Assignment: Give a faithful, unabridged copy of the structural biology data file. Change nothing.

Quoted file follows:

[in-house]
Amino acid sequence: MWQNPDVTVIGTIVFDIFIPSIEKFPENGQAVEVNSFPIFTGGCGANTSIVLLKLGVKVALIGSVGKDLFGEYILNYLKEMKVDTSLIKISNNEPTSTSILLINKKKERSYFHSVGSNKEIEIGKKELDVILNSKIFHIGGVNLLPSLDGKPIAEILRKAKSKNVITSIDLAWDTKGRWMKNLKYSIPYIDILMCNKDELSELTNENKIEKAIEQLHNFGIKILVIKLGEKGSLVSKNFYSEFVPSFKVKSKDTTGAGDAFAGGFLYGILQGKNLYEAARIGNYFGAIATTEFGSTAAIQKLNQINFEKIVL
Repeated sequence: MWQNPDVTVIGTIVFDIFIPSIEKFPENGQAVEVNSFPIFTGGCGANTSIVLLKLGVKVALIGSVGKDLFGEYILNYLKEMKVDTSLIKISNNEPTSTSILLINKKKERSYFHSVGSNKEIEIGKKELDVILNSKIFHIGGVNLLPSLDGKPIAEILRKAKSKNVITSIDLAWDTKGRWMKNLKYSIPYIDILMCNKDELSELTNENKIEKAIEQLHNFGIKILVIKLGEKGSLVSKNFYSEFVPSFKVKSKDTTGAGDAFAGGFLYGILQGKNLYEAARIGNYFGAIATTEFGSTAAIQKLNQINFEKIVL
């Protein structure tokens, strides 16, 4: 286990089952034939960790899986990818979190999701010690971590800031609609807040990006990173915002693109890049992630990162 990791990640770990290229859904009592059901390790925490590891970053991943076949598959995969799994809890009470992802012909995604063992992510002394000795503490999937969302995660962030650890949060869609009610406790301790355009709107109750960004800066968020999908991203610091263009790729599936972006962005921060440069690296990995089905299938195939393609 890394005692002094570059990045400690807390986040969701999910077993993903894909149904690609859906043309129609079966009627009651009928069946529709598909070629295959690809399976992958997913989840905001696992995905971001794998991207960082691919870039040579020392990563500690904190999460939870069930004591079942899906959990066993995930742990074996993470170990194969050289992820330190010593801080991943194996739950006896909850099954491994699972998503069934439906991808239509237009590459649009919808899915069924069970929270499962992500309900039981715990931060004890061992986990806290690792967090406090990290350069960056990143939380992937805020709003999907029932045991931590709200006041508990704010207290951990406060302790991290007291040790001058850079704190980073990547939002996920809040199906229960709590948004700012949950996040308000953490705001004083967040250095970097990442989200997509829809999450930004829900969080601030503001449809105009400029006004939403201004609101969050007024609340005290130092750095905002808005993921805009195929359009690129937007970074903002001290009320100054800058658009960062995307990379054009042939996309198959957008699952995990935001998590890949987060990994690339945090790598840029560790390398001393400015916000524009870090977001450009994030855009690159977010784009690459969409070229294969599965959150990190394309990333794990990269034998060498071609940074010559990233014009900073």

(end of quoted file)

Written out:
[in-house]
Amino acid sequence: MWQNPDVTVIGTIVFDIFIPSIEKFPENGQAVEVNSFPIFTGGCGANTSIVLLKLGVKVALIGSVGKDLFGEYILNYLKEMKVDTSLIKISNNEPTSTSILLINKKKERSYFHSVGSNKEIEIGKKELDVILNSKIFHIGGVNLLPSLDGKPIAEILRKAKSKNVITSIDLAWDTKGRWMKNLKYSIPYIDILMCNKDELSELTNENKIEKAIEQLHNFGIKILVIKLGEKGSLVSKNFYSEFVPSFKVKSKDTTGAGDAFAGGFLYGILQGKNLYEAARIGNYFGAIATTEFGSTAAIQKLNQINFEKIVL
Repeated sequence: MWQNPDVTVIGTIVFDIFIPSIEKFPENGQAVEVNSFPIFTGGCGANTSIVLLKLGVKVALIGSVGKDLFGEYILNYLKEMKVDTSLIKISNNEPTSTSILLINKKKERSYFHSVGSNKEIEIGKKELDVILNSKIFHIGGVNLLPSLDGKPIAEILRKAKSKNVITSIDLAWDTKGRWMKNLKYSIPYIDILMCNKDELSELTNENKIEKAIEQLHNFGIKILVIKLGEKGSLVSKNFYSEFVPSFKVKSKDTTGAGDAFAGGFLYGILQGKNLYEAARIGNYFGAIATTEFGSTAAIQKLNQINFEKIVL
């Protein structure tokens, strides 16, 4: 286990089952034939960790899986990818979190999701010690971590800031609609807040990006990173915002693109890049992630990162 990791990640770990290229859904009592059901390790925490590891970053991943076949598959995969799994809890009470992802012909995604063992992510002394000795503490999937969302995660962030650890949060869609009610406790301790355009709107109750960004800066968020999908991203610091263009790729599936972006962005921060440069690296990995089905299938195939393609 890394005692002094570059990045400690807390986040969701999910077993993903894909149904690609859906043309129609079966009627009651009928069946529709598909070629295959690809399976992958997913989840905001696992995905971001794998991207960082691919870039040579020392990563500690904190999460939870069930004591079942899906959990066993995930742990074996993470170990194969050289992820330190010593801080991943194996739950006896909850099954491994699972998503069934439906991808239509237009590459649009919808899915069924069970929270499962992500309900039981715990931060004890061992986990806290690792967090406090990290350069960056990143939380992937805020709003999907029932045991931590709200006041508990704010207290951990406060302790991290007291040790001058850079704190980073990547939002996920809040199906229960709590948004700012949950996040308000953490705001004083967040250095970097990442989200997509829809999450930004829900969080601030503001449809105009400029006004939403201004609101969050007024609340005290130092750095905002808005993921805009195929359009690129937007970074903002001290009320100054800058658009960062995307990379054009042939996309198959957008699952995990935001998590890949987060990994690339945090790598840029560790390398001393400015916000524009870090977001450009994030855009690159977010784009690459969409070229294969599965959150990190394309990333794990990269034998060498071609940074010559990233014009900073």